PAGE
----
I’ve Been Driving in Mojácar

This was the view we enjoyed with a sunset sharpener just after we sent you our last post

We left you last time on the shore of the Béznar Reservoir, a gem of a stop only minutes from the A44 – the North-South motorway between Granada and the coast. There’s just a large pull-in area with trees placed about a Vince-width apart, right on the shore. There are no signs to say it’s a motorhome stop, but then again there are no signs saying it isn’t, so we spent a very peaceful night in the company of two or three other vans. The next morning we were feeling pretty energetic after such a good kip, so we walked across the dam, down into the gorge and up the other side. “Up” being the key word in that sentence. Trust me, we weren’t feeling quite so energetic after a couple of miles climbing the zig-zagging path back to the dam and a cool drink from Vince’s fridge!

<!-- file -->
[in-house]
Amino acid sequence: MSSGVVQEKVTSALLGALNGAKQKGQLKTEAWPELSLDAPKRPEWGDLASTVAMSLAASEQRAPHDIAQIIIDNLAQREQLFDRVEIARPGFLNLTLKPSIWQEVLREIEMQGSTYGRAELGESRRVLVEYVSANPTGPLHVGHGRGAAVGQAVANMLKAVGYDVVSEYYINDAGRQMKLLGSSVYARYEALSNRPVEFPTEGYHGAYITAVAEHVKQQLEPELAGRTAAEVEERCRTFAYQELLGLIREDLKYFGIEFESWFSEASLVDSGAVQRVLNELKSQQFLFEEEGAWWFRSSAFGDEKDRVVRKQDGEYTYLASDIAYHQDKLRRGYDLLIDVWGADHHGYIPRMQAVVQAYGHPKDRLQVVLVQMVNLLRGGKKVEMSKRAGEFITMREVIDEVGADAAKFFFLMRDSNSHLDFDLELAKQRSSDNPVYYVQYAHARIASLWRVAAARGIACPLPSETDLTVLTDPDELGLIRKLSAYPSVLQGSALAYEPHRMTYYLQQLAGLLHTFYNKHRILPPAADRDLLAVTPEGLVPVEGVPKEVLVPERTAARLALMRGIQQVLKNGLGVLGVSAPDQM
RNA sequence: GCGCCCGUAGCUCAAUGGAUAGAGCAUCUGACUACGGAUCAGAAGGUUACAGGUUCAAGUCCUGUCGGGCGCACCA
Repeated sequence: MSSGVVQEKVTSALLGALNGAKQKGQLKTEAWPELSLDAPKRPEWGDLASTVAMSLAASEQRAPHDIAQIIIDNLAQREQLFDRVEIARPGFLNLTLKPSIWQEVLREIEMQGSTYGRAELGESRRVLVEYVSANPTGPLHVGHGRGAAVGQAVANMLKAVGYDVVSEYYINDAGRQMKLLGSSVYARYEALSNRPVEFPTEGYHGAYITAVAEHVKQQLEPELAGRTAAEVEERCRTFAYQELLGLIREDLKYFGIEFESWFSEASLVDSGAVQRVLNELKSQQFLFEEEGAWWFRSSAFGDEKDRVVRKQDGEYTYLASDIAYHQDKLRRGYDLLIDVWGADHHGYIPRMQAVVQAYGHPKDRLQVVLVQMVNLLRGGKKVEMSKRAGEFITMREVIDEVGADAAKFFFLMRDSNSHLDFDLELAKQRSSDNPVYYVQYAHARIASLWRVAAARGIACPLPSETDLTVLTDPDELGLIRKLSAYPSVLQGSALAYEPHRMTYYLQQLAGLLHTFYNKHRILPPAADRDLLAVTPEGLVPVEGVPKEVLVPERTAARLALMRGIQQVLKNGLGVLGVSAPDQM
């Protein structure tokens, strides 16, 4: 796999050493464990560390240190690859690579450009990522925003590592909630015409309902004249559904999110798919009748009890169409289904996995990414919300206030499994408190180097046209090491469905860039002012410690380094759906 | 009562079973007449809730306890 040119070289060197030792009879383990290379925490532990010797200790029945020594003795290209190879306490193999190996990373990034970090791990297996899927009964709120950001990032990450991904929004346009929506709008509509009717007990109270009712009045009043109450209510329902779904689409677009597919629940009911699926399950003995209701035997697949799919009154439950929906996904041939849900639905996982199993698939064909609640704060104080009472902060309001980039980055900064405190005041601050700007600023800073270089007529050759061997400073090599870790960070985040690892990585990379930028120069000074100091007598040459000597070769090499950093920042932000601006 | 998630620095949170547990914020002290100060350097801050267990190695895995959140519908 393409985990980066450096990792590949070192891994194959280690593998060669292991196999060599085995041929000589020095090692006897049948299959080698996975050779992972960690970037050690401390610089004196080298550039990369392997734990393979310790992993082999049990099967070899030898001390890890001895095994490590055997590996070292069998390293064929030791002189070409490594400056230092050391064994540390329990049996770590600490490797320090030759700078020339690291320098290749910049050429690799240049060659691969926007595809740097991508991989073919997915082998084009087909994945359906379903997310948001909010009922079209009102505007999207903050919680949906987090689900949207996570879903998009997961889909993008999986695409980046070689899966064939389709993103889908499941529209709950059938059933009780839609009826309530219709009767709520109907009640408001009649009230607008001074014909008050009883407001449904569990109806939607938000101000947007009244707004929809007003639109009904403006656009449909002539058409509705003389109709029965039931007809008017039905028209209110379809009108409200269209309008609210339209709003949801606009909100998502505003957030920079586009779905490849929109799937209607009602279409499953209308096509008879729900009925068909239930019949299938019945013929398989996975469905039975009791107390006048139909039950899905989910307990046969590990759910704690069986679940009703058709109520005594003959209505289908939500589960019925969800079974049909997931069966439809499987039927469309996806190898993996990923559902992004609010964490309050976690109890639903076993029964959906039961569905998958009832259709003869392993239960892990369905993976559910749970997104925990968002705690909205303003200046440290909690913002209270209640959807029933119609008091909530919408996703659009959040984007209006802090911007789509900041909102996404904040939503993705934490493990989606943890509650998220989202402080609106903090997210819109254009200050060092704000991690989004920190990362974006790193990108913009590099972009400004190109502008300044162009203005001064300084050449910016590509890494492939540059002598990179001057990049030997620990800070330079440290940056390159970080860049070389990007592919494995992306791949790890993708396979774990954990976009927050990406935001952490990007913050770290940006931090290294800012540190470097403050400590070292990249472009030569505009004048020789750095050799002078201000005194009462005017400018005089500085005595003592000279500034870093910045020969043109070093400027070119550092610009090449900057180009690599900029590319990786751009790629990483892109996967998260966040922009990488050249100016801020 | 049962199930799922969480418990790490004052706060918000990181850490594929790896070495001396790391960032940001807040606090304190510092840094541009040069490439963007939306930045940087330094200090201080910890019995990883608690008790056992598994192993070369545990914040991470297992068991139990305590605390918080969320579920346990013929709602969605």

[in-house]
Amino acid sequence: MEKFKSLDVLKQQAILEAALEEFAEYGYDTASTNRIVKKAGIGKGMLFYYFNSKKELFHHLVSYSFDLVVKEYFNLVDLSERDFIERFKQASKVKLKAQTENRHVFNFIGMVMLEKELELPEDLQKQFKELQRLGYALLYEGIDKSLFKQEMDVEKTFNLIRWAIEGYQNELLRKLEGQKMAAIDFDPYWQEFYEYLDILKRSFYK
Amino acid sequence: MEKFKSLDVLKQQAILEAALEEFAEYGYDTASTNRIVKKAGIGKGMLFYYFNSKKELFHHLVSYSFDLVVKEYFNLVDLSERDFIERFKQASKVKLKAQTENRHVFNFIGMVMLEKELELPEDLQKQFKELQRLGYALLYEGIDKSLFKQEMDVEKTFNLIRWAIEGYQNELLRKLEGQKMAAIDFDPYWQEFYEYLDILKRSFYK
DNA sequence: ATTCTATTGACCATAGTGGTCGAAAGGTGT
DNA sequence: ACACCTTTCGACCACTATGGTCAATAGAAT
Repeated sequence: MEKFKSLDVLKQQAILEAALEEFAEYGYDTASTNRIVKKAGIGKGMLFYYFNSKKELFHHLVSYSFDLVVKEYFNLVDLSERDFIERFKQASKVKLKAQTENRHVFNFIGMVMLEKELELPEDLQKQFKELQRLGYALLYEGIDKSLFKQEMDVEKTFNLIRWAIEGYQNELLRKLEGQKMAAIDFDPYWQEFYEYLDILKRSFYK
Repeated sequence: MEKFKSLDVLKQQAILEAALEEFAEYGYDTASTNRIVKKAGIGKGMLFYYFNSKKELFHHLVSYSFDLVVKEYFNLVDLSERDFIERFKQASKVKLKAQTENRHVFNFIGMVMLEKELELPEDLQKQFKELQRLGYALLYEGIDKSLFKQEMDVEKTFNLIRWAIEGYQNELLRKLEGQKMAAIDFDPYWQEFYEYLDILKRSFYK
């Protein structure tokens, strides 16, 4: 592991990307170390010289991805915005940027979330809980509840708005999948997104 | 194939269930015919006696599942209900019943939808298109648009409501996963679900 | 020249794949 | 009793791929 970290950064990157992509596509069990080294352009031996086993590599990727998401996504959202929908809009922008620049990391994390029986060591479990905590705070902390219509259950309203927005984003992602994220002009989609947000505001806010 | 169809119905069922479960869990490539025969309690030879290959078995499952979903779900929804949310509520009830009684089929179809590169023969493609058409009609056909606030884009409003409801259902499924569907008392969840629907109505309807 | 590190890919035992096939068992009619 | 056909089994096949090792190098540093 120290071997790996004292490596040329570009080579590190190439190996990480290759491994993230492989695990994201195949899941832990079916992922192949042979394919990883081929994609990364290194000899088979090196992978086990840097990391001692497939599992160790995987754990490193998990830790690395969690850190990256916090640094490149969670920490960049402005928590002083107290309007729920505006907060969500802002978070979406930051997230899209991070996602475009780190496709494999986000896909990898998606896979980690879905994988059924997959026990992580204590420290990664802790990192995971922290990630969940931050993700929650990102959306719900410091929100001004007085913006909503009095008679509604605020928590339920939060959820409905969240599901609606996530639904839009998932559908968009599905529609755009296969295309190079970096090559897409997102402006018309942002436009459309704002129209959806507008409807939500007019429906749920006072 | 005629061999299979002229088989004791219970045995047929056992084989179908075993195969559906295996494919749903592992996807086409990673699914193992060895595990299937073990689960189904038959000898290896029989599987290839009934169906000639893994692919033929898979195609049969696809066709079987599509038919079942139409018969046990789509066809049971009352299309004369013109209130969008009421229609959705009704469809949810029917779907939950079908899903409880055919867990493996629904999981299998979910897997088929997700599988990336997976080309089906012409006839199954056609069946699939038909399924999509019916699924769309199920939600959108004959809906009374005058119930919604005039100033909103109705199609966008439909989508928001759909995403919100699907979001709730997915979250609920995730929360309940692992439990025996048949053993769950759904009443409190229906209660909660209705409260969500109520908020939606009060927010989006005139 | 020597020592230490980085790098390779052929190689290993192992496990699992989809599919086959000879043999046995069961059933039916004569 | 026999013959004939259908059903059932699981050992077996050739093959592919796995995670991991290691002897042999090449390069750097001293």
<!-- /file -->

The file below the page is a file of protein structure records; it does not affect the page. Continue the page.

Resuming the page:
We’re on a bit of a mission now to squeeeeze the last drops out of our remaining time in this beautiful country so we’re doing slightly longer drives between destinations. Once we’d recovered from our morning exertions we closed the hatches, tied down any loose objects and fired up the big fella for a run back to the coast to the Cabo de Gata National Park.

Our satnav sent us in an unexpected direction; turning us off the motorway on to a twisty road which ran under the elegant viaducts supporting the A44. The scenery was lovely – all lakes and sweeping bends, until we began to climb. And climb. And climb some more. We pulled over at the top of one particular pass to check the maps. Actually it was to let Vince cool down – he was doing his best but we’d filled up that morning. The poor fella had a full tank of diesel, a full tank of fresh water, a full tank of LPG, and he probably had his fill of us sending him up such ridiculous roads! We just pretended to check the maps to spare his feelings.